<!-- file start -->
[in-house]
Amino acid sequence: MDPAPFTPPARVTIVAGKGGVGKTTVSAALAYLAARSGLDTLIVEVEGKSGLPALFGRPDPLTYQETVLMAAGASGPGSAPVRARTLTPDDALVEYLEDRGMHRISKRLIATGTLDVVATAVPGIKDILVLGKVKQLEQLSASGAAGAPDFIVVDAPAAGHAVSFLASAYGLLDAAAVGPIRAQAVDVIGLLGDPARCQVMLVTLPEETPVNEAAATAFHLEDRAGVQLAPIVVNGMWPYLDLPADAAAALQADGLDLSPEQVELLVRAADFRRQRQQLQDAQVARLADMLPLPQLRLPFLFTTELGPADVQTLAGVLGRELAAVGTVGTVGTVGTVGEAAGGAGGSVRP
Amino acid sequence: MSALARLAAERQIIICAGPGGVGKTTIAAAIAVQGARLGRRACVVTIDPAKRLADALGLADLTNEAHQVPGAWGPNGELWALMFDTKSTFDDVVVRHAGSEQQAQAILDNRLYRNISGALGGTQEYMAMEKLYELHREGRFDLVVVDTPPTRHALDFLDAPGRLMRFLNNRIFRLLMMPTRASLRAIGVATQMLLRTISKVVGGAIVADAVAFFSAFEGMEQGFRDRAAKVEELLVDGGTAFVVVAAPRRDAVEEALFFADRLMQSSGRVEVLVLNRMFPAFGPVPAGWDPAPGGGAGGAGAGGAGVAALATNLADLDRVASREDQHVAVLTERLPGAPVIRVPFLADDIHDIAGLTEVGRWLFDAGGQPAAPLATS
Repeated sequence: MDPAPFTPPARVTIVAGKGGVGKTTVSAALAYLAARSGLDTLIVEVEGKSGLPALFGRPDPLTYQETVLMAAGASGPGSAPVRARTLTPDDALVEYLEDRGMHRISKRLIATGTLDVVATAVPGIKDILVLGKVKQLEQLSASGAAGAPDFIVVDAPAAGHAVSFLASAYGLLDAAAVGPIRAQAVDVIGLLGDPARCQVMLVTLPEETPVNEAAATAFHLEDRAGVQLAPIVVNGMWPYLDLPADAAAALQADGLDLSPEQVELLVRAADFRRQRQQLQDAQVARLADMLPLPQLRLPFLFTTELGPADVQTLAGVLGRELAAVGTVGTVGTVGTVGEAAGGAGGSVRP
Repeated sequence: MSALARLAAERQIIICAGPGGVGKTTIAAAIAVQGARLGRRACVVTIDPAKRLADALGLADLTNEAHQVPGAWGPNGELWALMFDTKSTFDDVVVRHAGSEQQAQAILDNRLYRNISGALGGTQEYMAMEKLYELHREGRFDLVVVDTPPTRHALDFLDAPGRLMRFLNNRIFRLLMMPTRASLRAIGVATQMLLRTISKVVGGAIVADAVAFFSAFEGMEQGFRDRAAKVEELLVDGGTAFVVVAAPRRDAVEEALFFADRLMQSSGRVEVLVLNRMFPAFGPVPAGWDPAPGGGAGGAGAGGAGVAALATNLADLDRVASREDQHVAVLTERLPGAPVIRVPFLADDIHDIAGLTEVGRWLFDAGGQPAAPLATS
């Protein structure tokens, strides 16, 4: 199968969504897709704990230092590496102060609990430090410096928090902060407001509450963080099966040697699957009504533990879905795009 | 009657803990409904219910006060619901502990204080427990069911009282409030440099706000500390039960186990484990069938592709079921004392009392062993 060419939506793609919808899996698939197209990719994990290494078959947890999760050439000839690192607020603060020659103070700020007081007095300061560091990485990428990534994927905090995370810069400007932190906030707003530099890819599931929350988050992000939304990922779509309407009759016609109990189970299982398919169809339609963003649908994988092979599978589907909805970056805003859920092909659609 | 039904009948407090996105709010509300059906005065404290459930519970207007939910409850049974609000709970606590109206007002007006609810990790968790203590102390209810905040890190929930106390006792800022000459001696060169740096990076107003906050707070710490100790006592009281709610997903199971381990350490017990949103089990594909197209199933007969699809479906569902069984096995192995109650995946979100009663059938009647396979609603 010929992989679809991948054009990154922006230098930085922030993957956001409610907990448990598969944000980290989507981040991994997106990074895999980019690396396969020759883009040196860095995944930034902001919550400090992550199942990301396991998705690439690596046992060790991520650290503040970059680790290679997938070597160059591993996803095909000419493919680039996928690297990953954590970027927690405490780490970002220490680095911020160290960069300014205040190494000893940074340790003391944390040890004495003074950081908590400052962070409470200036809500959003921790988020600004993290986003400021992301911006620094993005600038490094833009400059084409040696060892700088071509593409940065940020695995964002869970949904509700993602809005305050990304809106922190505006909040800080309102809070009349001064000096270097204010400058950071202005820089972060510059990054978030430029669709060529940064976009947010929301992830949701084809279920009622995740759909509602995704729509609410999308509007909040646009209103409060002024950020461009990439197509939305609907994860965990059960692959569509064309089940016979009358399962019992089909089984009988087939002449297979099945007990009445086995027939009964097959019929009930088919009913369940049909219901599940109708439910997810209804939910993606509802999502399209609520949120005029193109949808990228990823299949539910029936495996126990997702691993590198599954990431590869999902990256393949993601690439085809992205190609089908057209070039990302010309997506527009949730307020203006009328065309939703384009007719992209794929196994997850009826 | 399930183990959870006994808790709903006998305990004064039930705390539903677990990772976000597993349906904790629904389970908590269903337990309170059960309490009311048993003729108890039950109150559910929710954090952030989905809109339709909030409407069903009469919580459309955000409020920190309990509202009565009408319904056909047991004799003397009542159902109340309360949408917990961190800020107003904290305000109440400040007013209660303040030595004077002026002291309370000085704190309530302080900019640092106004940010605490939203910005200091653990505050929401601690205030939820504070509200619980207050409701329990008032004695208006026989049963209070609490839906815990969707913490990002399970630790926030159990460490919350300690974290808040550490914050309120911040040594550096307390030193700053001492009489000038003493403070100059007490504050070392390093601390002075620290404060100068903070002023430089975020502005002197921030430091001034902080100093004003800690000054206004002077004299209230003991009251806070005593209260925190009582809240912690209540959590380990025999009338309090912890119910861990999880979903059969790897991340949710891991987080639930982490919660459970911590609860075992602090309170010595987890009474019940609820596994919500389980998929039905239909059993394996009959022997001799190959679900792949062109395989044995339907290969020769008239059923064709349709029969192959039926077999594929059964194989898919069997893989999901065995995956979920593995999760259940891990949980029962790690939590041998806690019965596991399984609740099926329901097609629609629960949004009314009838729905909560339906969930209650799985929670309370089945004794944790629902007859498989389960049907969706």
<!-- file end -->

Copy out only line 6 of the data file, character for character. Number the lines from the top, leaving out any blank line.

């Protein structure tokens, strides 16, 4: 199968969504897709704990230092590496102060609990430090410096928090902060407001509450963080099966040697699957009504533990879905795009 | 009657803990409904219910006060619901502990204080427990069911009282409030440099706000500390039960186990484990069938592709079921004392009392062993 060419939506793609919808899996698939197209990719994990290494078959947890999760050439000839690192607020603060020659103070700020007081007095300061560091990485990428990534994927905090995370810069400007932190906030707003530099890819599931929350988050992000939304990922779509309407009759016609109990189970299982398919169809339609963003649908994988092979599978589907909805970056805003859920092909659609 | 039904009948407090996105709010509300059906005065404290459930519970207007939910409850049974609000709970606590109206007002007006609810990790968790203590102390209810905040890190929930106390006792800022000459001696060169740096990076107003906050707070710490100790006592009281709610997903199971381990350490017990949103089990594909197209199933007969699809479906569902069984096995192995109650995946979100009663059938009647396979609603 010929992989679809991948054009990154922006230098930085922030993957956001409610907990448990598969944000980290989507981040991994997106990074895999980019690396396969020759883009040196860095995944930034902001919550400090992550199942990301396991998705690439690596046992060790991520650290503040970059680790290679997938070597160059591993996803095909000419493919680039996928690297990953954590970027927690405490780490970002220490680095911020160290960069300014205040190494000893940074340790003391944390040890004495003074950081908590400052962070409470200036809500959003921790988020600004993290986003400021992301911006620094993005600038490094833009400059084409040696060892700088071509593409940065940020695995964002869970949904509700993602809005305050990304809106922190505006909040800080309102809070009349001064000096270097204010400058950071202005820089972060510059990054978030430029669709060529940064976009947010929301992830949701084809279920009622995740759909509602995704729509609410999308509007909040646009209103409060002024950020461009990439197509939305609907994860965990059960692959569509064309089940016979009358399962019992089909089984009988087939002449297979099945007990009445086995027939009964097959019929009930088919009913369940049909219901599940109708439910997810209804939910993606509802999502399209609520949120005029193109949808990228990823299949539910029936495996126990997702691993590198599954990431590869999902990256393949993601690439085809992205190609089908057209070039990302010309997506527009949730307020203006009328065309939703384009007719992209794929196994997850009826 | 399930183990959870006994808790709903006998305990004064039930705390539903677990990772976000597993349906904790629904389970908590269903337990309170059960309490009311048993003729108890039950109150559910929710954090952030989905809109339709909030409407069903009469919580459309955000409020920190309990509202009565009408319904056909047991004799003397009542159902109340309360949408917990961190800020107003904290305000109440400040007013209660303040030595004077002026002291309370000085704190309530302080900019640092106004940010605490939203910005200091653990505050929401601690205030939820504070509200619980207050409701329990008032004695208006026989049963209070609490839906815990969707913490990002399970630790926030159990460490919350300690974290808040550490914050309120911040040594550096307390030193700053001492009489000038003493403070100059007490504050070392390093601390002075620290404060100068903070002023430089975020502005002197921030430091001034902080100093004003800690000054206004002077004299209230003991009251806070005593209260925190009582809240912690209540959590380990025999009338309090912890119910861990999880979903059969790897991340949710891991987080639930982490919660459970911590609860075992602090309170010595987890009474019940609820596994919500389980998929039905239909059993394996009959022997001799190959679900792949062109395989044995339907290969020769008239059923064709349709029969192959039926077999594929059964194989898919069997893989999901065995995956979920593995999760259940891990949980029962790690939590041998806690019965596991399984609740099926329901097609629609629960949004009314009838729905909560339906969930209650799985929670309370089945004794944790629902007859498989389960049907969706």